Securing a shared future for wildlife and people Watch the Video
Zoo location: 
Scientific Name: 
Arctocephalus forsteri
Species class: 
Least Concern
Population Trend: 
Quick Facts

Life Span: 12-15 years in the wild

Size: Males - 1.5-2.5m; females 1.3-1.5 m

Weight: Males - 90-180kgs; females 35-50kgs

Collective Noun: Colony

Fun Facts

Sealing Industry: New Zealand Fur seals were almost wiped out by sealers in the 1800’s but their numbers have steadily increased. Their fur pelts were one of Australia’s first exports to China.

Keeping Warm: New Zealand Fur Seals have a thick double layer of fur, which keeps them warm and allows them to inhabit cool waters.

Staying Cool: In order to help cool down, seals raise a flipper to the cool breeze out of the water, which cools down the blood in that flipper and they can then pass that cool blood around their body

Their whiskers work as sensors so that they can detect movement in dark waters to find a meal.

Differences between ‘true seals’ and ‘eared seals’:

True seals, such as our Leopard Seal, differ from other pinnipeds (‘wing footed’ mammals – seals, walruses etc.) in two easy-to-recognize ways. They lack external earflaps and they can’t “walk” on land like eared seals can.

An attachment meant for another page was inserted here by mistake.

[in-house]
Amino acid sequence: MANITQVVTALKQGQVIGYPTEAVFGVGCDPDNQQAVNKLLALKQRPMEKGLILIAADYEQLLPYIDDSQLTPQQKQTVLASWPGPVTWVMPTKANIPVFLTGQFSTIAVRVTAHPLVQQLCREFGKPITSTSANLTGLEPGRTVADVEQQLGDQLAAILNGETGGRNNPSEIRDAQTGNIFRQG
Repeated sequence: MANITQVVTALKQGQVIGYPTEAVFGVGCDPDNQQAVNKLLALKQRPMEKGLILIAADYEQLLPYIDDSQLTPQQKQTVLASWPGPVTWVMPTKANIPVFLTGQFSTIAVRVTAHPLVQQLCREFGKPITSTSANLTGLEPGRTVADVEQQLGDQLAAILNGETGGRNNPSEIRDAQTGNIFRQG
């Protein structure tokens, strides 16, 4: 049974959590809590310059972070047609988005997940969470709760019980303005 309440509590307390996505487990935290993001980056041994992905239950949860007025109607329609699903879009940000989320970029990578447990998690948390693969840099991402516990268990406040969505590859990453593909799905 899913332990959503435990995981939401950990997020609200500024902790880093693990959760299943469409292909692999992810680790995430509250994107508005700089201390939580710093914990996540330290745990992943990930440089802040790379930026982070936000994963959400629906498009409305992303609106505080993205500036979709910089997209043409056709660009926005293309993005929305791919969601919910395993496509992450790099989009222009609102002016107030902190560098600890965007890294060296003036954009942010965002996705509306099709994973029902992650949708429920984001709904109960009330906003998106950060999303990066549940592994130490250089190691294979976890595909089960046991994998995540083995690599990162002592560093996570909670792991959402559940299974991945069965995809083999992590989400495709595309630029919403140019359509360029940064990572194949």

Despite lacking external earflaps, they can still hear through small holes on the sides of their heads that connect to internal hearing organs.

True seals are unable to “walk” on all fours because their back flippers cannot bend forward under their body. Instead, they move like a worm by pulling their heavy bodies forward with their strong front flippers.

Additionally, true seals swim by using their rear flippers while eared seals swim by using their fore flippers. When it comes to scratching, it's the opposite; true seals use their fore flippers while sea lions use their rear flippers. And in general, true seals have more blubber and are more streamlined than eared seals.

Differences between seals and sea-lions:

The sea-lions and fur seals that you see in Taronga’s Seal Show are all ‘eared seals’.  They differ by the fur seals having two layers fur, whilst the sea-lions only have one layer fur.


The New Zealand Fur Seal  is a species of seal native to Southern Australia and the South Island of New Zealand.

At Taronga:

At Taronga Zoo we have two New Zealand Fur Seals, Mav (DOB: 12/2000) and Ronnie (DOB: 12/2006).

Our seals are conditioned to cooperate with our keepers to allow us to keep them in their best health. Through conditioning we can check their teeth, flippers and eyes. We can even ultrasound our seals, which can help to determine if our females are pregnant.

Our seals only eat the best fish to keep them healthy but their tastes can rack up quite a bill.


Year assessed: